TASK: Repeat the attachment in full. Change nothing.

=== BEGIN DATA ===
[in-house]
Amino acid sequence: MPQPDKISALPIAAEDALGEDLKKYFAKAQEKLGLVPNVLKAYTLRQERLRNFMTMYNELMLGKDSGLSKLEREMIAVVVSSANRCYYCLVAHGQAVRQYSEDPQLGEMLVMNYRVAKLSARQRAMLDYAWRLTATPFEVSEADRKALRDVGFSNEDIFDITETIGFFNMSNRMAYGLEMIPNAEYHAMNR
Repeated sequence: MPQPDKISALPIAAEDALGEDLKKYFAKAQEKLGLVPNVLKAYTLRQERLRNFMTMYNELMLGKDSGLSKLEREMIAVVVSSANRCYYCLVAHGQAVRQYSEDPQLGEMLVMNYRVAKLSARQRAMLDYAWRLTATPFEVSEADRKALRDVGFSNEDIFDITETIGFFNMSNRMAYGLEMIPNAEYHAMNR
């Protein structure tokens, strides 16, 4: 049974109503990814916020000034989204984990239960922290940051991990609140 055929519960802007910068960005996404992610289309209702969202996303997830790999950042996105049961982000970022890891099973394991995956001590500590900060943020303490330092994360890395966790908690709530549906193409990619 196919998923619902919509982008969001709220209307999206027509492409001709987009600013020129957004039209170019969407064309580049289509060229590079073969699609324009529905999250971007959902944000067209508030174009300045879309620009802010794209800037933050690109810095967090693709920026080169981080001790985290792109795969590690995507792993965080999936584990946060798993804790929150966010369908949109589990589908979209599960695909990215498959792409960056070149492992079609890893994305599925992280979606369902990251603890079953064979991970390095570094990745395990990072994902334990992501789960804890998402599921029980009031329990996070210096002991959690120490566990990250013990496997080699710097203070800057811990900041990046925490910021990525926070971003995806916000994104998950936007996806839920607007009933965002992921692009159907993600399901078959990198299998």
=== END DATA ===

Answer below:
[in-house]
Amino acid sequence: MPQPDKISALPIAAEDALGEDLKKYFAKAQEKLGLVPNVLKAYTLRQERLRNFMTMYNELMLGKDSGLSKLEREMIAVVVSSANRCYYCLVAHGQAVRQYSEDPQLGEMLVMNYRVAKLSARQRAMLDYAWRLTATPFEVSEADRKALRDVGFSNEDIFDITETIGFFNMSNRMAYGLEMIPNAEYHAMNR
Repeated sequence: MPQPDKISALPIAAEDALGEDLKKYFAKAQEKLGLVPNVLKAYTLRQERLRNFMTMYNELMLGKDSGLSKLEREMIAVVVSSANRCYYCLVAHGQAVRQYSEDPQLGEMLVMNYRVAKLSARQRAMLDYAWRLTATPFEVSEADRKALRDVGFSNEDIFDITETIGFFNMSNRMAYGLEMIPNAEYHAMNR
């Protein structure tokens, strides 16, 4: 049974109503990814916020000034989204984990239960922290940051991990609140 055929519960802007910068960005996404992610289309209702969202996303997830790999950042996105049961982000970022890891099973394991995956001590500590900060943020303490330092994360890395966790908690709530549906193409990619 196919998923619902919509982008969001709220209307999206027509492409001709987009600013020129957004039209170019969407064309580049289509060229590079073969699609324009529905999250971007959902944000067209508030174009300045879309620009802010794209800037933050690109810095967090693709920026080169981080001790985290792109795969590690995507792993965080999936584990946060798993804790929150966010369908949109589990589908979209599960695909990215498959792409960056070149492992079609890893994305599925992280979606369902990251603890079953064979991970390095570094990745395990990072994902334990992501789960804890998402599921029980009031329990996070210096002991959690120490566990990250013990496997080699710097203070800057811990900041990046925490910021990525926070971003995806916000994104998950936007996806839920607007009933965002992921692009159907993600399901078959990198299998």